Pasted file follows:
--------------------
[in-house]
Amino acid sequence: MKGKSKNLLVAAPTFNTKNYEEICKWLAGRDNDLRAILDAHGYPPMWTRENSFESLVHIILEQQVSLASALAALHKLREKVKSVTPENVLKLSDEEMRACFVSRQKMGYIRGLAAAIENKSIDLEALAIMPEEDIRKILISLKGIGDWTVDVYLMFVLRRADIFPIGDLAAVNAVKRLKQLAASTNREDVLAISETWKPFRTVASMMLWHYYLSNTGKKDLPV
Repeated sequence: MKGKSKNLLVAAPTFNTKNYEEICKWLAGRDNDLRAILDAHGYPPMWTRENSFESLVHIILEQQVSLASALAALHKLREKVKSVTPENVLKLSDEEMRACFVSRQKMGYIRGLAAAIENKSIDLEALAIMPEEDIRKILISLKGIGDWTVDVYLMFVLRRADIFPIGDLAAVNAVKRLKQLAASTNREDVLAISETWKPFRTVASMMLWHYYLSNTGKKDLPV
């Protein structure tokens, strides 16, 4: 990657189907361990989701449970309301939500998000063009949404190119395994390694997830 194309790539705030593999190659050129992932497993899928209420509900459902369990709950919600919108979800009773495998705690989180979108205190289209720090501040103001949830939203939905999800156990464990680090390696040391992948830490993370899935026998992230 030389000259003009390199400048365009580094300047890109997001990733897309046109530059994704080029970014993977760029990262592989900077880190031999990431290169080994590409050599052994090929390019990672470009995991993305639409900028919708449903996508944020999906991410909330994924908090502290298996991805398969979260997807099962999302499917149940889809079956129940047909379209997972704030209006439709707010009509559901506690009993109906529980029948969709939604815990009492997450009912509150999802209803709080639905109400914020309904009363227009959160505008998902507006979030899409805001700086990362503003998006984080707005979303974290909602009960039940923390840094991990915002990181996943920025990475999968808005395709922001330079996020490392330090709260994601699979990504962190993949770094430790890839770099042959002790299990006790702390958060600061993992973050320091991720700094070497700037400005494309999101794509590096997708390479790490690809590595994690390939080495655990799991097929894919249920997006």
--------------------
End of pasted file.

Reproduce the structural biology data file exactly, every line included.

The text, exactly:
[in-house]
Amino acid sequence: MKGKSKNLLVAAPTFNTKNYEEICKWLAGRDNDLRAILDAHGYPPMWTRENSFESLVHIILEQQVSLASALAALHKLREKVKSVTPENVLKLSDEEMRACFVSRQKMGYIRGLAAAIENKSIDLEALAIMPEEDIRKILISLKGIGDWTVDVYLMFVLRRADIFPIGDLAAVNAVKRLKQLAASTNREDVLAISETWKPFRTVASMMLWHYYLSNTGKKDLPV
Repeated sequence: MKGKSKNLLVAAPTFNTKNYEEICKWLAGRDNDLRAILDAHGYPPMWTRENSFESLVHIILEQQVSLASALAALHKLREKVKSVTPENVLKLSDEEMRACFVSRQKMGYIRGLAAAIENKSIDLEALAIMPEEDIRKILISLKGIGDWTVDVYLMFVLRRADIFPIGDLAAVNAVKRLKQLAASTNREDVLAISETWKPFRTVASMMLWHYYLSNTGKKDLPV
């Protein structure tokens, strides 16, 4: 990657189907361990989701449970309301939500998000063009949404190119395994390694997830 194309790539705030593999190659050129992932497993899928209420509900459902369990709950919600919108979800009773495998705690989180979108205190289209720090501040103001949830939203939905999800156990464990680090390696040391992948830490993370899935026998992230 030389000259003009390199400048365009580094300047890109997001990733897309046109530059994704080029970014993977760029990262592989900077880190031999990431290169080994590409050599052994090929390019990672470009995991993305639409900028919708449903996508944020999906991410909330994924908090502290298996991805398969979260997807099962999302499917149940889809079956129940047909379209997972704030209006439709707010009509559901506690009993109906529980029948969709939604815990009492997450009912509150999802209803709080639905109400914020309904009363227009959160505008998902507006979030899409805001700086990362503003998006984080707005979303974290909602009960039940923390840094991990915002990181996943920025990475999968808005395709922001330079996020490392330090709260994601699979990504962190993949770094430790890839770099042959002790299990006790702390958060600061993992973050320091991720700094070497700037400005494309999101794509590096997708390479790490690809590595994690390939080495655990799991097929894919249920997006």